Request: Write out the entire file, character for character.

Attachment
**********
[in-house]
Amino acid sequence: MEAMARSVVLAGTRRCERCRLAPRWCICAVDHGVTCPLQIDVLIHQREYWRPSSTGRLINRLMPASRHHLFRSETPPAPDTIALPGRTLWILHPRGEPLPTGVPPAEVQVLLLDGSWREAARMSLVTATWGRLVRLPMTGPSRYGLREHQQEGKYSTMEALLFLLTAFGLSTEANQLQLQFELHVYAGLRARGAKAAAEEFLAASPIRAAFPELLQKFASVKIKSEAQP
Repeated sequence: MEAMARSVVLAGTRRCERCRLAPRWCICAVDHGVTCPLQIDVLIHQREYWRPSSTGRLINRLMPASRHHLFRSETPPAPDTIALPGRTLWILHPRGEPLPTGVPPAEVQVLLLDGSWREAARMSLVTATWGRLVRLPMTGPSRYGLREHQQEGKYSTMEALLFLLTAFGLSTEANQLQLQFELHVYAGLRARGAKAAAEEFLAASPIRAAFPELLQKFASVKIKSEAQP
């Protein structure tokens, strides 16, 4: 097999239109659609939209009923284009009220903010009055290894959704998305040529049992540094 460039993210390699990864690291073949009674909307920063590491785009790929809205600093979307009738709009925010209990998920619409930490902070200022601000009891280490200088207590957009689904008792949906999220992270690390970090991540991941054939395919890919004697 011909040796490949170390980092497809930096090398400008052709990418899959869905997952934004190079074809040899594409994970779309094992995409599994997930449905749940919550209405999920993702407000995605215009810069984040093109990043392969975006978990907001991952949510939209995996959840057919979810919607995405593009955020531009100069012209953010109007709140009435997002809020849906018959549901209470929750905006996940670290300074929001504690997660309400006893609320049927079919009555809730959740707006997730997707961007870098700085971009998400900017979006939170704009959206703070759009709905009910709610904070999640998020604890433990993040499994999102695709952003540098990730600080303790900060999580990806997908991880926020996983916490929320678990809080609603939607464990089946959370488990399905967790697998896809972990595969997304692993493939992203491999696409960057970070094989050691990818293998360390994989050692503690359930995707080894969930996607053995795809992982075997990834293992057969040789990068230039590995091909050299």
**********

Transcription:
[in-house]
Amino acid sequence: MEAMARSVVLAGTRRCERCRLAPRWCICAVDHGVTCPLQIDVLIHQREYWRPSSTGRLINRLMPASRHHLFRSETPPAPDTIALPGRTLWILHPRGEPLPTGVPPAEVQVLLLDGSWREAARMSLVTATWGRLVRLPMTGPSRYGLREHQQEGKYSTMEALLFLLTAFGLSTEANQLQLQFELHVYAGLRARGAKAAAEEFLAASPIRAAFPELLQKFASVKIKSEAQP
Repeated sequence: MEAMARSVVLAGTRRCERCRLAPRWCICAVDHGVTCPLQIDVLIHQREYWRPSSTGRLINRLMPASRHHLFRSETPPAPDTIALPGRTLWILHPRGEPLPTGVPPAEVQVLLLDGSWREAARMSLVTATWGRLVRLPMTGPSRYGLREHQQEGKYSTMEALLFLLTAFGLSTEANQLQLQFELHVYAGLRARGAKAAAEEFLAASPIRAAFPELLQKFASVKIKSEAQP
């Protein structure tokens, strides 16, 4: 097999239109659609939209009923284009009220903010009055290894959704998305040529049992540094 460039993210390699990864690291073949009674909307920063590491785009790929809205600093979307009738709009925010209990998920619409930490902070200022601000009891280490200088207590957009689904008792949906999220992270690390970090991540991941054939395919890919004697 011909040796490949170390980092497809930096090398400008052709990418899959869905997952934004190079074809040899594409994970779309094992995409599994997930449905749940919550209405999920993702407000995605215009810069984040093109990043392969975006978990907001991952949510939209995996959840057919979810919607995405593009955020531009100069012209953010109007709140009435997002809020849906018959549901209470929750905006996940670290300074929001504690997660309400006893609320049927079919009555809730959740707006997730997707961007870098700085971009998400900017979006939170704009959206703070759009709905009910709610904070999640998020604890433990993040499994999102695709952003540098990730600080303790900060999580990806997908991880926020996983916490929320678990809080609603939607464990089946959370488990399905967790697998896809972990595969997304692993493939992203491999696409960057970070094989050691990818293998360390994989050692503690359930995707080894969930996607053995795809992982075997990834293992057969040789990068230039590995091909050299």